Updated: March 2, 2018
After security, the notion of privacy is the most debated topic in the online world, especially in recent years, with the rapid and aggressive proliferation of social networks and mobile computing. Microsoft also got into the crosshairs of public scrutiny, especially with the release of Windows 10 and its supposedly questionable practice of collecting user data, more technically known as telemetry.
While I personally believe the subject to be blown out of proportion, just like computer security, I do understand why it's so important to so many people. Ignorance breeds fear, and fear leads to paranoia. Of course, IT companies are not helping with their casual attitude to using and abusing user data. Microsoft realized that this be a slippery slope, and so they made a change - Windows 10 now comes with far more information and transparency regarding the data collection practices. Let's talk.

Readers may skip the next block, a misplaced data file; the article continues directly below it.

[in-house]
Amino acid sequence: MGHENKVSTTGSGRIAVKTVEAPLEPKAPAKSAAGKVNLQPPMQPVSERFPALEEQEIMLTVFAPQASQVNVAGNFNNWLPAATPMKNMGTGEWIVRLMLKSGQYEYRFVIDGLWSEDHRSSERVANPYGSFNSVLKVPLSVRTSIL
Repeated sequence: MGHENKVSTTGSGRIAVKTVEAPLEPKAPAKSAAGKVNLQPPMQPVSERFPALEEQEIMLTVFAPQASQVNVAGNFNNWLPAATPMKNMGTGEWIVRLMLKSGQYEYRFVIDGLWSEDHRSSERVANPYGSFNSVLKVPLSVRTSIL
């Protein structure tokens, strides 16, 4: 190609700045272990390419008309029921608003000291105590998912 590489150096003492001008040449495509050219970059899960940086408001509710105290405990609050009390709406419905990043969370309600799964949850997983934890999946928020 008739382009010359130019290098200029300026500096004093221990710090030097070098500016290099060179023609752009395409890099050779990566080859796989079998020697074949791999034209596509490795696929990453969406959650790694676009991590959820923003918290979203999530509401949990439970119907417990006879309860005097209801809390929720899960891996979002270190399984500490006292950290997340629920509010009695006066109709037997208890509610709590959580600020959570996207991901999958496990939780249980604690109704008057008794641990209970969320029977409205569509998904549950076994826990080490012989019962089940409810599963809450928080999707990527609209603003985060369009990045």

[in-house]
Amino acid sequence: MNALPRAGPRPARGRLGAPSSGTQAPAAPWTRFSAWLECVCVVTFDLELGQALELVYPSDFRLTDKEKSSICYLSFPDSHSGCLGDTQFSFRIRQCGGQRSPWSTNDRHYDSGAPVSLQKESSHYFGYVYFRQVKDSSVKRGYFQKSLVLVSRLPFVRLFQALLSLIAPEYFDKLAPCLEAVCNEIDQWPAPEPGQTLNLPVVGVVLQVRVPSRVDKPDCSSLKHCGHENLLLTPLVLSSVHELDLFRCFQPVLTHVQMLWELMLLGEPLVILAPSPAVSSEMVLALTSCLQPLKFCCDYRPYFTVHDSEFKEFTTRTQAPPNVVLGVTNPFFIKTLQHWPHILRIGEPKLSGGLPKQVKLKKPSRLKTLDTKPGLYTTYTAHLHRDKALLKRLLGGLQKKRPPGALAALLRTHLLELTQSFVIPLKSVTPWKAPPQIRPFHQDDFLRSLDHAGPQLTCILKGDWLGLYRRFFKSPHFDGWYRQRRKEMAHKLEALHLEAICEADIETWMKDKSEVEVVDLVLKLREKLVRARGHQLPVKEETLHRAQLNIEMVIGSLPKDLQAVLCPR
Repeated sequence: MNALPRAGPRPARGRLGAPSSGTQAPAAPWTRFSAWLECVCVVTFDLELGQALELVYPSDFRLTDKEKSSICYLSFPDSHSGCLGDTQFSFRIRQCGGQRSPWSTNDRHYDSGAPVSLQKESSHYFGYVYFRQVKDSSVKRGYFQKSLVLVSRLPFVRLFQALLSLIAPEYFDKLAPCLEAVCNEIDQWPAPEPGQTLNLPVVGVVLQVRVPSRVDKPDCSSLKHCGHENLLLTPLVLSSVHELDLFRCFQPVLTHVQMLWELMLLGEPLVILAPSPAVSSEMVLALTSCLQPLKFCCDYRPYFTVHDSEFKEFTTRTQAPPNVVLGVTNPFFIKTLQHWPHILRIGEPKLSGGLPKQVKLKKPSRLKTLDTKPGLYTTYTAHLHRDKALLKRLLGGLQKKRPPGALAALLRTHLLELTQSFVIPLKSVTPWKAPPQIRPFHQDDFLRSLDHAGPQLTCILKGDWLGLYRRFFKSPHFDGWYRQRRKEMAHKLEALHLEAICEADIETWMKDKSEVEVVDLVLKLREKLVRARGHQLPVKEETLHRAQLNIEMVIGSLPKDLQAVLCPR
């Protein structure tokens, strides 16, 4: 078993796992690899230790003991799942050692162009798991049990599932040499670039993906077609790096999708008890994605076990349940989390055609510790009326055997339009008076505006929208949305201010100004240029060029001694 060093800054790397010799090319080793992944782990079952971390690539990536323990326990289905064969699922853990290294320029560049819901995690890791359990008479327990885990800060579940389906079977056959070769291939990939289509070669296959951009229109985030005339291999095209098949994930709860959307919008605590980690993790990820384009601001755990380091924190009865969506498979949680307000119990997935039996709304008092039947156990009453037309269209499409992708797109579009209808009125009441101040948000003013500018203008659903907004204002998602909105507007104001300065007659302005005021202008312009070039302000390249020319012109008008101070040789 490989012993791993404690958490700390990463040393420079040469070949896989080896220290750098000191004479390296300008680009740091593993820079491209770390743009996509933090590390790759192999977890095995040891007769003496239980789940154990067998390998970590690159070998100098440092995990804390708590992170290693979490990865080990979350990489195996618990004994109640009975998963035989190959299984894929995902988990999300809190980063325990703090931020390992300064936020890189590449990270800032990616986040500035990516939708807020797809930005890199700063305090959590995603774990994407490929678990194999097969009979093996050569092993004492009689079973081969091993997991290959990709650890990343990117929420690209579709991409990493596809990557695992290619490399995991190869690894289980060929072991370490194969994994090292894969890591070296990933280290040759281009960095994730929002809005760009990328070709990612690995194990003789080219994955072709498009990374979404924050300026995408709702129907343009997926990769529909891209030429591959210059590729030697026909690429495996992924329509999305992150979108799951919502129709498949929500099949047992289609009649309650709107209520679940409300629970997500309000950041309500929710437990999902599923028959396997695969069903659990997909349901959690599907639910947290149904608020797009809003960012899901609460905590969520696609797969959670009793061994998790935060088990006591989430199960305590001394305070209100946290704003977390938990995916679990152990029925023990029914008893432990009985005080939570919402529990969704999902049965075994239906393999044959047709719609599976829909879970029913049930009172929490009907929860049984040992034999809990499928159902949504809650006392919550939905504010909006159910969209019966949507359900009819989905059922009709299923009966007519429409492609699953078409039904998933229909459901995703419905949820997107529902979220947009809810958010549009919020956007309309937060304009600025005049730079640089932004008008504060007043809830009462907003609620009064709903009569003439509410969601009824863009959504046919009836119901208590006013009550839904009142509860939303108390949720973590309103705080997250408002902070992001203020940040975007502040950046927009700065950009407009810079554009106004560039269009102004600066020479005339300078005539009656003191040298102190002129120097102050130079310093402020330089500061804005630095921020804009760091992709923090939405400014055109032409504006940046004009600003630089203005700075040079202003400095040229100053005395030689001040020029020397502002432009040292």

Before we begin, let's make sure we're on the same frequency. I use Windows 10 with a local account, as I see little value in an online account on the desktop. I also detest the IQ < 100 default settings in the system, which is why I tamed Windows 10 into submission, as I've underlined in my detailed article on Windows 10 privacy. I've done these things not because I don't want Microsoft to know my particular taste in adult entertainment or my nonexistent list of friend contacts, it is because I like things to be simple and quiet, and the operating system should not change in between updates or stand in the way of productivity and efficiency. The privacy aspect is secondary here.
If you follow my model - let's call it the classic desktop approach - then you already have a significantly reduced vector of exposure to any tracking that may be. For instance, Cortana does not work with the local account, and many other things have limited functionality, too. Which is fine. If you're wondering or questioning my motives, please remember I do use a Lumia 950 phone with WP10, and it's a great thing. The major problem we have is that Microsoft decided to force the thumb-happy chimp usage model from the touch world onto the super-fast, multi-task reality of the desktop, and the two shalt never meet. Now, let's see what we have here.